How FLAIR® Strips Work     

FLAIR® Strips are a drug-free horse health product. The self-adhesive strips enhance equine health by gently holding open your horse’s nasal passages during physical exercise. The Strips have a spring-like action that opens and supports nasal passages while the special adhesive, which is designed to resist sweat and dirt, hold the strip firmly and comfortably in place. 

Clinical studies have found that FLAIR Strips support nasal passages to reduce collapse. By reducing nasal passage collapse, your horse expends less energy to get the oxygen he needs.

FLAIR Strips support the soft tissues above the nostrils and in front of the nasal bone that collapse readily when you squeeze the area with your fingers.

Equine Nasal Passages

FLAIR® Equine Nasal Strips Reduce Fatigue and Improve Respiratory Health in Horses

FLAIR Strips are self-adhesive strips that promote optimum respiratory health of equine athletes at all levels by reducing airway resistance and providing improved airflow when your horse needs oxygen most.

FLAIR Strips provide benefits for all horses including intensively trained horses as well as for horses that only exert themselves during occasional weekend competitions or trail rides.

During exercise when horses begin to breathe hard the soft tissues overlying the nasal passages are sucked in, reducing the airway diameter. This reduction in diameter causes greater resistance to airflow into the lungs. FLAIR Strips gently support the soft tissues over the nasal passages providing reduced airway resistance during exercise.

By reducing airway resistance during exercise, FLAIR Strips help prevent fatigue related injuries, help protect the lungs from injury and bleeding and promote optimal athletic performance.

The Benefits of Breathing Easy

Breathing Easy: A Key to Equine Performance and Health


The equine respiratory system can be a major cause of poor performance or premature retirement from competition. Let’s look at some of the key factors:

THE NOSE: Horses are “obligate nasal breathers” which means that during intensive exercise the nose is the only way air reaches the lungs. A significant portion of the horse’s nasal passage is unsupported by bone or cartilage. This portion of the nasal passage collapses in all horses when breathing in during exercise — reducing the size of the airway and greatly increasing resistance to airflow. At rest, Over 50% of resistance to air flow comes from the nasal passages. This percentage increases to 80% during exercise. In addition, pathological upper airway obstructions (for example roarers or gurglers) and functional obstructions (significant head flexion) create additional increases in the work of breathing. This makes it more difficult to move air to the lungs.


· THE LUNGS: Resistance to airflow and high pulmonary blood pressure are known to cause lung bleeding. The lung tissue that separates the airways from the blood vessels is extremely thin- 1/100th the thickness of a human hair. This ultra-thin membrane makes for efficient oxygen and carbon dioxide transfer, however, it also makes the membrane very fragile and it can rupture when exposed to high blood pressures and the enormous suction-like airway pressures generated during intensive exercise. This is referred to as exercise induced pulmonary hemorrhage (“EIPH”). Numerous studies show that essentially all exercising horses experience some degree of EIPH during intensive exercise. However, less than 5% of these horses show blood at the nostrils. Symptoms of EIPH may include poor performance, coughing, extended cooling-out, and frequent swallowing. Moreover, each incidence of EIPH contributes to scar tissue formation and further bleeding. The lung damage from repeated episodes of EIPH can shorten a horse’s competitive career.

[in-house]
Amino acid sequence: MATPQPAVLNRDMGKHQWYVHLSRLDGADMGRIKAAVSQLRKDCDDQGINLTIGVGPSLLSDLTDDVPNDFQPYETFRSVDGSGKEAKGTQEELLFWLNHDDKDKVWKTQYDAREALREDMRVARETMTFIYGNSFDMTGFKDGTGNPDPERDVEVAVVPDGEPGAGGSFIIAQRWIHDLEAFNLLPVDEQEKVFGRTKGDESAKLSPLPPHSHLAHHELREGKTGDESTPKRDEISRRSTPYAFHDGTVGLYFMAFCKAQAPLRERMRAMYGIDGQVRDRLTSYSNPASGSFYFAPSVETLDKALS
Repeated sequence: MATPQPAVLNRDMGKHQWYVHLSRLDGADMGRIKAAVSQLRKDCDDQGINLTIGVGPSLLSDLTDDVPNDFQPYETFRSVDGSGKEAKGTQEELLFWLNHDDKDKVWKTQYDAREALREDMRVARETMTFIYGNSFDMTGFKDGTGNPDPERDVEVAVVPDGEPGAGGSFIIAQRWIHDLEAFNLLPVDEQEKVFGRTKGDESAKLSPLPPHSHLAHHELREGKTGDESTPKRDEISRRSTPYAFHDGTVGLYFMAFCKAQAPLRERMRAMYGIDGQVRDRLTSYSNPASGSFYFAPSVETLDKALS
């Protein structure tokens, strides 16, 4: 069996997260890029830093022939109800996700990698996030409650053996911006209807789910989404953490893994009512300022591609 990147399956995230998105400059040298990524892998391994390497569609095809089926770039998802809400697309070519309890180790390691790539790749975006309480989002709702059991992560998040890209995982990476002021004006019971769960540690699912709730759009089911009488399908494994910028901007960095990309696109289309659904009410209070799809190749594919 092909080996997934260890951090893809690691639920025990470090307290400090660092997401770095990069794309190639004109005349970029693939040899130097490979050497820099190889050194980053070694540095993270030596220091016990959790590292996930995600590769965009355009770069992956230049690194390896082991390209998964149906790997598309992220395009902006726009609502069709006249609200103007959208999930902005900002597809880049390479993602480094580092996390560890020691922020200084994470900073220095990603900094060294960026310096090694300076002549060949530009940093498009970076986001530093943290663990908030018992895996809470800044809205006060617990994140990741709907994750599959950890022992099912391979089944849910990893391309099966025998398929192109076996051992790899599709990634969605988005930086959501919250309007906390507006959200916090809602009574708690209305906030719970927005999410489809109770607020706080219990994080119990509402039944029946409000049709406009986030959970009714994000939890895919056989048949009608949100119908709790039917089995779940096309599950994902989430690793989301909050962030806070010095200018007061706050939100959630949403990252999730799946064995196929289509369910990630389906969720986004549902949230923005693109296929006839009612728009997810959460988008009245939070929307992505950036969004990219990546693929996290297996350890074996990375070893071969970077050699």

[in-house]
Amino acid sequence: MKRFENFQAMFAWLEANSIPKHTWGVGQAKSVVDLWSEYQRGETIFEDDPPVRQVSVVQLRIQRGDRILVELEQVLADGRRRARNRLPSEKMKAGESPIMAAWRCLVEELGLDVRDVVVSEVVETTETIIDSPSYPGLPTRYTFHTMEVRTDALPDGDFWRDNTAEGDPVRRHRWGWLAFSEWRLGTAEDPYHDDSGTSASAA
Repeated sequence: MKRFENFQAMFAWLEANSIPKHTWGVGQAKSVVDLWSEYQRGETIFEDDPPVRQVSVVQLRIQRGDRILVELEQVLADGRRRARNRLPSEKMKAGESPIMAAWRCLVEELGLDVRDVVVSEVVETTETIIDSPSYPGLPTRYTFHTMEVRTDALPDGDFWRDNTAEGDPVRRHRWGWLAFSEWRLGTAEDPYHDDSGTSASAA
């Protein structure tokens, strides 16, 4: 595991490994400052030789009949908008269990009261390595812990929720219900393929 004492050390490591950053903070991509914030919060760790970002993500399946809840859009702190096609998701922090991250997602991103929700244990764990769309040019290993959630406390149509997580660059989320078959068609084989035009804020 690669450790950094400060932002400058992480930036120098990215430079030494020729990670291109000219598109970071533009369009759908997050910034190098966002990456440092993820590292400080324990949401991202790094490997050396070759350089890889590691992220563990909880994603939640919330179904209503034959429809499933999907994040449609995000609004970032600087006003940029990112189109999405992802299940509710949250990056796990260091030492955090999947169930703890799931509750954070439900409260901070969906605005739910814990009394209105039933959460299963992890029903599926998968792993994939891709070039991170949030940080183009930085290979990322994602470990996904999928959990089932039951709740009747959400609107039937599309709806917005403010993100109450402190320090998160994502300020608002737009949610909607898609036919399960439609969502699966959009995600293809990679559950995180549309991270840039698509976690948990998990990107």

· BREATHING AND STRIDE: Horses are unique in that at the gallop, breathing and stride are linked. Horses take a single breath with each stride. At speeds beyond a hand gallop, a horse increases its speed by increasing stride length, not by moving their legs faster. When the horse lengthens its stride to increase speed, it also takes deeper, longer breaths providing the lungs with more air. A horse struggling to move air in and out of the lungs may shorten its stride and fatigue quicker. Conversely, when a horse breathes easier, stride adjustability or lengthening is easier.

THE SCIENCE: FLAIR® Equine Nasal Strips are scientifically proven to make breathing easier. (Abstracts of clinical studies are available on our website.) The drug-free Strips adhere to horses’ noses, providing a spring-like force that gently supports the nasal passages and reduces soft tissue collapse during exercise. There are no negative side effects to horses wearing Strips. The Strips are recommended in numerous veterinary textbooks to reduce EIPH and are proven to reduce airway resistance, EIPH, fatigue and help horses recover quicker after exercise.